Space Station Suffers Cooling System Shutdown, Some Systems Offline

International Space Station
The International Space Station is the largest satellite in orbit. This file photo of the station was taken in May 2010 by NASA space shuttle astronauts. (Image credit: NASA)

HOUSTON — The International Space Station suffered a problem with half of its vital cooling system Wednesday (Dec. 11), resulting in a partial power down of some non-critical systems, NASA officials say.

According to a NASA statement, "at no time was the crew or the station itself in any danger." The six astronauts and cosmonauts on the orbiting laboratory went to sleep as regularly scheduled with no concern for their safety, the statement said.

On Wednesday, one of two pumps used to circulate ammonia coolant on the outside of the space station shut itself down after lower than normal temperatures were detected. The shutdown cut off half of the sprawling space complex's ability to regulate temperatures for both its internal and external systems. [How the Space Station's Cooling System Works (Infographic)]

The ammonia system is one of several cooling loops that circulate liquids throughout the International Space Station. See how the space station's cooling system works here. (Image credit: Karl Tate, Infographics Artist)

By midday, ground controllers suspected that a flow control valve inside the pump might not be functioning correctly. NASA capcom (capsule communicator) Lucia McCullough described the "big picture" to the space station's crew during their normal daily planning conference call.

"The [External Thermal Control System] Loop A is still running but the flow control valve doesn't appear to be positioning properly, so the Loop A is very cold," McCullough said around 12 p.m. EST (1700 GMT). "We're not expecting it to get warm enough for us to be able to reintegrate [Loop A] for heat rejection."

McCullough told the crew that as a result of the Loop A shutdown, science experiment hardware and other space station systems inside the U.S. Harmony Node 2 module, European Columbus laboratory and Japanese Kibo laboratory would be powered down as they slept.

"You'll keep half of [the power to] each module and that is why the crew quarters are not affected," McCullough radioed from NASA's Mission Control Center in Houston.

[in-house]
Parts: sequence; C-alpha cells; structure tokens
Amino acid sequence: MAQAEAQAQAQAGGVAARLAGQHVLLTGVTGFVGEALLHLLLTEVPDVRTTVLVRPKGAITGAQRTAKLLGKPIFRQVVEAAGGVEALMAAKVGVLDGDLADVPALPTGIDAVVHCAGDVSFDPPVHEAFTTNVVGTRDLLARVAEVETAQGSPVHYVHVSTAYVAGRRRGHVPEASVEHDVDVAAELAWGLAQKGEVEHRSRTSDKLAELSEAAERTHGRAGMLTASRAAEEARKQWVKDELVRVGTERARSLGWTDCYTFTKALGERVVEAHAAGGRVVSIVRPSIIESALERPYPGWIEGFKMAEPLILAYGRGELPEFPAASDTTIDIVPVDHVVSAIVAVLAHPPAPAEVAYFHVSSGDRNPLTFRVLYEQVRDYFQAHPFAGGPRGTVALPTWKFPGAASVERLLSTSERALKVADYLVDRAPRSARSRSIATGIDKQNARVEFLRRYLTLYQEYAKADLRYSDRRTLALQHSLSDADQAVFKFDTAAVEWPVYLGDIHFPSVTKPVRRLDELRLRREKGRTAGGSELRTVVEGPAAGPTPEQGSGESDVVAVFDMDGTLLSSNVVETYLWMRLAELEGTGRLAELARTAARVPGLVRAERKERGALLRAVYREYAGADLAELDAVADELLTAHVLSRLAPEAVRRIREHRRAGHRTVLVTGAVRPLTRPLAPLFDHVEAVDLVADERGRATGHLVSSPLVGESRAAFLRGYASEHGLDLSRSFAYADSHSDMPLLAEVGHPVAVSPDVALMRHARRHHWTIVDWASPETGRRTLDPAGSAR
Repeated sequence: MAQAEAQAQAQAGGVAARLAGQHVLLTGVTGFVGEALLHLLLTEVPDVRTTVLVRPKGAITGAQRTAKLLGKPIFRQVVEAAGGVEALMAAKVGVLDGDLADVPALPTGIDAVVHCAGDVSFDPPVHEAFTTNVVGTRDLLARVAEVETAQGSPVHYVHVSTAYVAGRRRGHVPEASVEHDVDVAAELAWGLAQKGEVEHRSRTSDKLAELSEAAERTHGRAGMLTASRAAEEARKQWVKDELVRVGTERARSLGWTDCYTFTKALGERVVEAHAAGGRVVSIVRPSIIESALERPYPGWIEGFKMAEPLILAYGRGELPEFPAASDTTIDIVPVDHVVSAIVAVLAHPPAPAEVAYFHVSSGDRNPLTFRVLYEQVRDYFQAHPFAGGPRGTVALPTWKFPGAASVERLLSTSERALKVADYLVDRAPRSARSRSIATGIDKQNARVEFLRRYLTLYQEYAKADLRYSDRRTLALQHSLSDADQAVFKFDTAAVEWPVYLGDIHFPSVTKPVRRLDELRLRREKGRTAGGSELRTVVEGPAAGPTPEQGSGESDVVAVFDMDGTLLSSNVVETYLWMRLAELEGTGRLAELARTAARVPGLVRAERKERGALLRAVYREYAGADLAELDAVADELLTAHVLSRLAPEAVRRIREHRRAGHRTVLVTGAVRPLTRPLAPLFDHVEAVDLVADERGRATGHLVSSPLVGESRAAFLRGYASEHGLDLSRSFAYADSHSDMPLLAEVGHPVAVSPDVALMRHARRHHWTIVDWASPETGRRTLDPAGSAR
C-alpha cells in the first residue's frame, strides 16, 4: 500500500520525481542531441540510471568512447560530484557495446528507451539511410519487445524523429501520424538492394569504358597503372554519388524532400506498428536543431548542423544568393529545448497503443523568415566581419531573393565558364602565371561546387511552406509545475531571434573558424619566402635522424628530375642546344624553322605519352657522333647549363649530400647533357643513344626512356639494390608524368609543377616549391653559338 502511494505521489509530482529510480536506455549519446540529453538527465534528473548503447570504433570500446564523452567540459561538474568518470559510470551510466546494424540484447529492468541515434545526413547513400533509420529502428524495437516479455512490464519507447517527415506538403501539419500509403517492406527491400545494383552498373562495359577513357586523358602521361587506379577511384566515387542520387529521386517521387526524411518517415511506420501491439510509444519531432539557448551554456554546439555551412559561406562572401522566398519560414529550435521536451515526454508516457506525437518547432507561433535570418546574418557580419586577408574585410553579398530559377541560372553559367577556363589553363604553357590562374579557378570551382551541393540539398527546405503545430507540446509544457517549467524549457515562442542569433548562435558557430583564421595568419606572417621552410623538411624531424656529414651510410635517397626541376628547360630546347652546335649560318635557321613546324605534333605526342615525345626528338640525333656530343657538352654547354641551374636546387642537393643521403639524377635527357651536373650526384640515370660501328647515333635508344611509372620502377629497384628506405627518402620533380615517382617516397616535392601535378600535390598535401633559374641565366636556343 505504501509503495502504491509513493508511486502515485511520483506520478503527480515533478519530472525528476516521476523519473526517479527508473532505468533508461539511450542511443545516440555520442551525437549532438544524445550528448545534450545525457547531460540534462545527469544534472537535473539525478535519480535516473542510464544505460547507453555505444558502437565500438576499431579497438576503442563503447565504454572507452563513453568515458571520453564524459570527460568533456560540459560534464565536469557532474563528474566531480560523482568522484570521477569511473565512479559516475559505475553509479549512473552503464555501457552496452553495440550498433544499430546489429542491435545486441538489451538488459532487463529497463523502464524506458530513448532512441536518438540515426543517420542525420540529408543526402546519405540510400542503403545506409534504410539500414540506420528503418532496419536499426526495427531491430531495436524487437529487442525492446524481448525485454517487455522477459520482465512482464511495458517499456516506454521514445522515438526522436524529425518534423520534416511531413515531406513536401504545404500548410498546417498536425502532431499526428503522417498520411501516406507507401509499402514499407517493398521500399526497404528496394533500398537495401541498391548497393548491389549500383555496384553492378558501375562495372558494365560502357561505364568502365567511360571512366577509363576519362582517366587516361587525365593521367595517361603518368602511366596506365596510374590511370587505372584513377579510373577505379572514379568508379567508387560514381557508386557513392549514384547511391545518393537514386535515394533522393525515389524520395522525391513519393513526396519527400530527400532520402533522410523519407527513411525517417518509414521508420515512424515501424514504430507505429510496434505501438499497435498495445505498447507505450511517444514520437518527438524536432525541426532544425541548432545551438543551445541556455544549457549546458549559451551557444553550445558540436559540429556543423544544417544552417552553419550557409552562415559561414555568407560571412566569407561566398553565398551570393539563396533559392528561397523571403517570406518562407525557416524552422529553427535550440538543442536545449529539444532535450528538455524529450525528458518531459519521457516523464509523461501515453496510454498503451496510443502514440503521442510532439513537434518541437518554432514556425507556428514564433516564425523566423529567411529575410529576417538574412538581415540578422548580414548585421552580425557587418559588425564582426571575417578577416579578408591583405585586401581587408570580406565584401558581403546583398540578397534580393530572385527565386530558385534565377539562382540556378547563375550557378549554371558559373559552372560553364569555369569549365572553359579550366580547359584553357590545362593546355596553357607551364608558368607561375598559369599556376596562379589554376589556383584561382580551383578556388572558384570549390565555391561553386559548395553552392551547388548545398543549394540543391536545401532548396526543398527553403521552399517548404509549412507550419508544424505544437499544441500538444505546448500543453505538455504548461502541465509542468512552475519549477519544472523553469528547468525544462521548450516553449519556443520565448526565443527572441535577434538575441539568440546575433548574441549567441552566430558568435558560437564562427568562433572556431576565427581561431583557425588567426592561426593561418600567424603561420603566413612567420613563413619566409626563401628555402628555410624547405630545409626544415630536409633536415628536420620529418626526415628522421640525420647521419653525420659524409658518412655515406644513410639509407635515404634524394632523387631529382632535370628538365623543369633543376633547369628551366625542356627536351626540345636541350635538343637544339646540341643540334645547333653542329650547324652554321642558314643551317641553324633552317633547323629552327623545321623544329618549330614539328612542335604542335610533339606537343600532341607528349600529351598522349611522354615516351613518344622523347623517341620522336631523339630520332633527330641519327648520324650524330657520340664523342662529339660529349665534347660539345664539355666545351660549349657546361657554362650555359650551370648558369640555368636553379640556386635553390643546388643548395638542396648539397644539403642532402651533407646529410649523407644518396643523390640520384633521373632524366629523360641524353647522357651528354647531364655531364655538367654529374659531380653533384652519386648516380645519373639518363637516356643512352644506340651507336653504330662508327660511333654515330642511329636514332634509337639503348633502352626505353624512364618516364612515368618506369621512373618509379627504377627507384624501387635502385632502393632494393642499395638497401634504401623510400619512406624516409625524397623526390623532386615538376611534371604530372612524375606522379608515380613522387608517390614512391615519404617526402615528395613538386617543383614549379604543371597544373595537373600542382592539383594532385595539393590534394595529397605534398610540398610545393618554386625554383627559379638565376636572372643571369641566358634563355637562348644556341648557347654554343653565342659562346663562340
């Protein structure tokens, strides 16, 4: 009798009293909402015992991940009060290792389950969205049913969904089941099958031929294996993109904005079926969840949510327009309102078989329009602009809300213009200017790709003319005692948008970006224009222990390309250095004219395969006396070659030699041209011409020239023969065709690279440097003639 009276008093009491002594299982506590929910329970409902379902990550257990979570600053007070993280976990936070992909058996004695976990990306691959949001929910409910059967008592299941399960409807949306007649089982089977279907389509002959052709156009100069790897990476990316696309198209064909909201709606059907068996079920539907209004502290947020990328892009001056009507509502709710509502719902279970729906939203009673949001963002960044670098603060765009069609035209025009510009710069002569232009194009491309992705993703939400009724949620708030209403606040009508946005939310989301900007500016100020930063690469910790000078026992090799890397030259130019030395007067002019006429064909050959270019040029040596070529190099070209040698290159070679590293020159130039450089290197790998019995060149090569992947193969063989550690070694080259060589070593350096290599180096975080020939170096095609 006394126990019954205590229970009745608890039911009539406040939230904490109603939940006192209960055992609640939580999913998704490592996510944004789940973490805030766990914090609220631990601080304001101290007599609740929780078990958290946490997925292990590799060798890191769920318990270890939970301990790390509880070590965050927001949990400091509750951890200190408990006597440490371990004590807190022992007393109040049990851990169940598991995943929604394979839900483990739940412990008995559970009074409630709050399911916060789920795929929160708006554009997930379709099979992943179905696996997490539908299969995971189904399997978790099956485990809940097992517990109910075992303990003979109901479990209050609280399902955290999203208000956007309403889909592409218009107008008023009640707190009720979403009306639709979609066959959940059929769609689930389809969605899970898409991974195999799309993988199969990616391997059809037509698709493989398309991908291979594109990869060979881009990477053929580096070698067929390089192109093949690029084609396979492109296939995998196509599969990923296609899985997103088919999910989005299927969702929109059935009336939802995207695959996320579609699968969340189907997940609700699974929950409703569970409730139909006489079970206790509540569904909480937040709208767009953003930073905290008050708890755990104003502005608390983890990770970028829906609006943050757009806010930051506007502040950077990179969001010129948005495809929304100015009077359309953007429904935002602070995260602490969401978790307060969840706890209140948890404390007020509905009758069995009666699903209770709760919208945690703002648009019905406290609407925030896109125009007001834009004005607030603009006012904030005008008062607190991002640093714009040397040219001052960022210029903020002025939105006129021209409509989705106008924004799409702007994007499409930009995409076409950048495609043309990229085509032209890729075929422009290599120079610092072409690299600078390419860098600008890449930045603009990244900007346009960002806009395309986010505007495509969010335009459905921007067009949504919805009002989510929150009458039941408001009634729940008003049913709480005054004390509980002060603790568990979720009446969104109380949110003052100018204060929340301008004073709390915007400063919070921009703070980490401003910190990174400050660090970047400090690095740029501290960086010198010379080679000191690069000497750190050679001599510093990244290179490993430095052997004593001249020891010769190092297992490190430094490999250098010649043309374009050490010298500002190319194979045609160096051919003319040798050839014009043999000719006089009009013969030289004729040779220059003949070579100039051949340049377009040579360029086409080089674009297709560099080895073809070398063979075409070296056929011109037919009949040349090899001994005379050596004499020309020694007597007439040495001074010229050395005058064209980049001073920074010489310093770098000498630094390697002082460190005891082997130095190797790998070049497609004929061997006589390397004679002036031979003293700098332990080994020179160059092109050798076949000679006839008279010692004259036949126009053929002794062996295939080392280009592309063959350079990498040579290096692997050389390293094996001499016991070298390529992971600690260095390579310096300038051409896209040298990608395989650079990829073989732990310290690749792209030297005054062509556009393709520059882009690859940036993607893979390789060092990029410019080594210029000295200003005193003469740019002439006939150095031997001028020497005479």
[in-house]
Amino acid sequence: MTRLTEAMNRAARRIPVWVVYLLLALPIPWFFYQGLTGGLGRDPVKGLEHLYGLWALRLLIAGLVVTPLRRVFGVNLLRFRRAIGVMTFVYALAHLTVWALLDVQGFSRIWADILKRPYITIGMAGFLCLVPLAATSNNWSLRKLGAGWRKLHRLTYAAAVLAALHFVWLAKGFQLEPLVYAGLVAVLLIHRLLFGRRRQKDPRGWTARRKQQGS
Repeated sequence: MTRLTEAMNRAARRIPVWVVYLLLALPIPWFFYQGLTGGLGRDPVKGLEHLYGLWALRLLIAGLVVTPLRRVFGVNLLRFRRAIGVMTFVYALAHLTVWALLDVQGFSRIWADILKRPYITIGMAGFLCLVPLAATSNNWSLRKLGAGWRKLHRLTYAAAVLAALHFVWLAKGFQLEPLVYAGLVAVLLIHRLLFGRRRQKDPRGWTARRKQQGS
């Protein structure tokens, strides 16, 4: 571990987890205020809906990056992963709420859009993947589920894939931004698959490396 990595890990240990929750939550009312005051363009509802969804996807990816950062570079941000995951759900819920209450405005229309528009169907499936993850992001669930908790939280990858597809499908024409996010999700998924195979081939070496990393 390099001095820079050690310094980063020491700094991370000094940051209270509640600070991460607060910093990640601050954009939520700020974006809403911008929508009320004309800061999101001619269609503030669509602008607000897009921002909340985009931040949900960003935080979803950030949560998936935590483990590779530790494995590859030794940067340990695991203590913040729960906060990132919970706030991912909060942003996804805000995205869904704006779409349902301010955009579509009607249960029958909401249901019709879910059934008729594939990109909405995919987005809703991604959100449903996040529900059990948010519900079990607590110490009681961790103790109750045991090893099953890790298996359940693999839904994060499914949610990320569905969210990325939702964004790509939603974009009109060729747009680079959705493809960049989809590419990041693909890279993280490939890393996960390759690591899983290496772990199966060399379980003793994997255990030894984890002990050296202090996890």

Meanwhile, the space station's more critical systems are being cooled by Loop B, which is still functioning normally.

"All the thermal loops have been shifted to Loop B, which is struggling to keep up, so we're going to be looking at some additional power downs in other modules to make sure that the highest priority loads get adequate cooling," McCullough told the crew.

Ground controllers are continuing to troubleshoot the issue overnight, according to a statement posted to NASA's website. If the valve issue turns out to be a hardware problem, it may require that astronauts go outside the International Space Station at some point to replace the pump module with a spare unit.

The affected 780-pound (355 kg) pump module was last replaced by station astronauts in August 2010 during three contingency spacewalks in response to a similar Loop A coolant system shutdown. In that situation however, the pump module itself had failed rather than the control of a valve, as currently suspected.

The coolant system problem notwithstanding, as of Wednesday evening NASA and its commercial partner Orbital Sciences Corporation were still preparing to launch Orbital's Cygnus unmanned resupply spacecraft to the space station next Wednesday (Aug. 18) from the space agency's Wallops Flight Facility in Virginia. The Orb-1 mission is the first of eight cargo flights NASA has contracted Orbital Sciences to fly to the space station.

The International Space Station, which last month celebrated its 15th year in orbit, is currently crewed by its 38th expedition crew, including American astronauts Michael Hopkins and Rick Mastracchio, Russian cosmonauts Oleg Kotov, Sergey Ryazansky and Mikhail Tyurin, and Japanese astronaut Koichi Wakata.

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Robert Z. Pearlman Editor, Contributor

Robert Pearlman is a space historian, journalist and the founder and editor of, an online publication and community devoted to space history with a particular focus on how and where space exploration intersects with pop culture. Pearlman is also a contributing writer for and co-author of "Space Stations: The Art, Science, and Reality of Working in Space” published by Smithsonian Books in 2018. He previously developed online content for the National Space Society and Apollo 11 moonwalker Buzz Aldrin, helped establish the space tourism company Space Adventures and currently serves on the History Committee of the American Astronautical Society, the advisory committee for The Mars Generation and leadership board of For All Moonkind. In 2009, he was inducted into the U.S. Space Camp Hall of Fame in Huntsville, Alabama. In 2021, he was honored by the American Astronautical Society with the Ordway Award for Sustained Excellence in Spaceflight History.